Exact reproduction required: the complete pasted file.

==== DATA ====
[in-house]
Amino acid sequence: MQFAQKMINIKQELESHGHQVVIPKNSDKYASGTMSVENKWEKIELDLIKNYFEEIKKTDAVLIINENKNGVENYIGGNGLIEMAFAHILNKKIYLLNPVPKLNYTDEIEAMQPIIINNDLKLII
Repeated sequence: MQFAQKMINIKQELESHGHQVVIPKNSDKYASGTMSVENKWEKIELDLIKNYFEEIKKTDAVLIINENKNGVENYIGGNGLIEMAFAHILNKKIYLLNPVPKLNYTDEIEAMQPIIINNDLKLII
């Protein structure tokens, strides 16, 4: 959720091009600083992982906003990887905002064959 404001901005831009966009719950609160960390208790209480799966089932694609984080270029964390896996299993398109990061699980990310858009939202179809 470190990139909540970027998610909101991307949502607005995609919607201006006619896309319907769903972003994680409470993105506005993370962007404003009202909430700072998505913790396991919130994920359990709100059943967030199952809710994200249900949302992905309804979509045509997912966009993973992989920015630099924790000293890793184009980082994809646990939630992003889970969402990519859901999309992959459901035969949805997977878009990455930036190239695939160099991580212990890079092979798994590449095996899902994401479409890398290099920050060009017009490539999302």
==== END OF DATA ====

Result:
[in-house]
Amino acid sequence: MQFAQKMINIKQELESHGHQVVIPKNSDKYASGTMSVENKWEKIELDLIKNYFEEIKKTDAVLIINENKNGVENYIGGNGLIEMAFAHILNKKIYLLNPVPKLNYTDEIEAMQPIIINNDLKLII
Repeated sequence: MQFAQKMINIKQELESHGHQVVIPKNSDKYASGTMSVENKWEKIELDLIKNYFEEIKKTDAVLIINENKNGVENYIGGNGLIEMAFAHILNKKIYLLNPVPKLNYTDEIEAMQPIIINNDLKLII
């Protein structure tokens, strides 16, 4: 959720091009600083992982906003990887905002064959 404001901005831009966009719950609160960390208790209480799966089932694609984080270029964390896996299993398109990061699980990310858009939202179809 470190990139909540970027998610909101991307949502607005995609919607201006006619896309319907769903972003994680409470993105506005993370962007404003009202909430700072998505913790396991919130994920359990709100059943967030199952809710994200249900949302992905309804979509045509997912966009993973992989920015630099924790000293890793184009980082994809646990939630992003889970969402990519859901999309992959459901035969949805997977878009990455930036190239695939160099991580212990890079092979798994590449095996899902994401479409890398290099920050060009017009490539999302």